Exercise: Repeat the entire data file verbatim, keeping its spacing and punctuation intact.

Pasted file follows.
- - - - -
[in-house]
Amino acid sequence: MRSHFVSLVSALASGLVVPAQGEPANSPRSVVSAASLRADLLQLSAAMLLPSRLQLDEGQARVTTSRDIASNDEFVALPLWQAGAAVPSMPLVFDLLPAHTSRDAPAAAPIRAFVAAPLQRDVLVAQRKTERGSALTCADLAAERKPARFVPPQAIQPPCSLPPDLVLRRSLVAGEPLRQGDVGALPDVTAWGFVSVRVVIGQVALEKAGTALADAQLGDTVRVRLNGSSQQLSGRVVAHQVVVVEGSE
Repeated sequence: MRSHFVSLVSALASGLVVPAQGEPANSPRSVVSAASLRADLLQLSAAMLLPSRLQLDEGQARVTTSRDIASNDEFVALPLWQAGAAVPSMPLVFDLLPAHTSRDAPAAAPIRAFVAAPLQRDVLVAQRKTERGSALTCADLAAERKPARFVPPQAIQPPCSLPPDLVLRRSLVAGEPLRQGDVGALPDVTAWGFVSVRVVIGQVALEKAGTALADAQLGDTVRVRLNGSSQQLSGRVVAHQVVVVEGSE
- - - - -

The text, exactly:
[in-house]
Amino acid sequence: MRSHFVSLVSALASGLVVPAQGEPANSPRSVVSAASLRADLLQLSAAMLLPSRLQLDEGQARVTTSRDIASNDEFVALPLWQAGAAVPSMPLVFDLLPAHTSRDAPAAAPIRAFVAAPLQRDVLVAQRKTERGSALTCADLAAERKPARFVPPQAIQPPCSLPPDLVLRRSLVAGEPLRQGDVGALPDVTAWGFVSVRVVIGQVALEKAGTALADAQLGDTVRVRLNGSSQQLSGRVVAHQVVVVEGSE
Repeated sequence: MRSHFVSLVSALASGLVVPAQGEPANSPRSVVSAASLRADLLQLSAAMLLPSRLQLDEGQARVTTSRDIASNDEFVALPLWQAGAAVPSMPLVFDLLPAHTSRDAPAAAPIRAFVAAPLQRDVLVAQRKTERGSALTCADLAAERKPARFVPPQAIQPPCSLPPDLVLRRSLVAGEPLRQGDVGALPDVTAWGFVSVRVVIGQVALEKAGTALADAQLGDTVRVRLNGSSQQLSGRVVAHQVVVVEGSE